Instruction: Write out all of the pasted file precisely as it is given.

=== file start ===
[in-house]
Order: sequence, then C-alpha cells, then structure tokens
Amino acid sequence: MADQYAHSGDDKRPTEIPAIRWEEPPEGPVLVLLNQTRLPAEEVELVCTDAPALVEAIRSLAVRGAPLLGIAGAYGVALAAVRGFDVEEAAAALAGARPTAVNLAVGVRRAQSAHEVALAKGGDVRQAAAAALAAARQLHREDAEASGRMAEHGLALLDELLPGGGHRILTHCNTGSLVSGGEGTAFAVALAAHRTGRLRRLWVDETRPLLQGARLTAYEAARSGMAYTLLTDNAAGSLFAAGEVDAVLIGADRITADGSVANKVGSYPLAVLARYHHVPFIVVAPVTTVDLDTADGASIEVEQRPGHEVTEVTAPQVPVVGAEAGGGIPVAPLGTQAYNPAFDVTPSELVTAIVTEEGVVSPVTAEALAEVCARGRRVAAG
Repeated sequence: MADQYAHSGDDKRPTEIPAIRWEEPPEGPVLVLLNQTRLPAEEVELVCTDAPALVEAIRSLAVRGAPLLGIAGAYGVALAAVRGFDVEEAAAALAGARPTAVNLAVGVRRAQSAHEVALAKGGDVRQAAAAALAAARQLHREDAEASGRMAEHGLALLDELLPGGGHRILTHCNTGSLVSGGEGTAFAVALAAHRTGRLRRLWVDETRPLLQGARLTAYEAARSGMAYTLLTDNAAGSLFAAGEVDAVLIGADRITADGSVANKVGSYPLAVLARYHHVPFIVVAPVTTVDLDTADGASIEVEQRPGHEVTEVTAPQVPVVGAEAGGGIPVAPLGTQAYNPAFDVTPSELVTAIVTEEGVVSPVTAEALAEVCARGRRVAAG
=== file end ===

[in-house]
Order: sequence, then C-alpha cells, then structure tokens
Amino acid sequence: MADQYAHSGDDKRPTEIPAIRWEEPPEGPVLVLLNQTRLPAEEVELVCTDAPALVEAIRSLAVRGAPLLGIAGAYGVALAAVRGFDVEEAAAALAGARPTAVNLAVGVRRAQSAHEVALAKGGDVRQAAAAALAAARQLHREDAEASGRMAEHGLALLDELLPGGGHRILTHCNTGSLVSGGEGTAFAVALAAHRTGRLRRLWVDETRPLLQGARLTAYEAARSGMAYTLLTDNAAGSLFAAGEVDAVLIGADRITADGSVANKVGSYPLAVLARYHHVPFIVVAPVTTVDLDTADGASIEVEQRPGHEVTEVTAPQVPVVGAEAGGGIPVAPLGTQAYNPAFDVTPSELVTAIVTEEGVVSPVTAEALAEVCARGRRVAAG
Repeated sequence: MADQYAHSGDDKRPTEIPAIRWEEPPEGPVLVLLNQTRLPAEEVELVCTDAPALVEAIRSLAVRGAPLLGIAGAYGVALAAVRGFDVEEAAAALAGARPTAVNLAVGVRRAQSAHEVALAKGGDVRQAAAAALAAARQLHREDAEASGRMAEHGLALLDELLPGGGHRILTHCNTGSLVSGGEGTAFAVALAAHRTGRLRRLWVDETRPLLQGARLTAYEAARSGMAYTLLTDNAAGSLFAAGEVDAVLIGADRITADGSVANKVGSYPLAVLARYHHVPFIVVAPVTTVDLDTADGASIEVEQRPGHEVTEVTAPQVPVVGAEAGGGIPVAPLGTQAYNPAFDVTPSELVTAIVTEEGVVSPVTAEALAEVCARGRRVAAG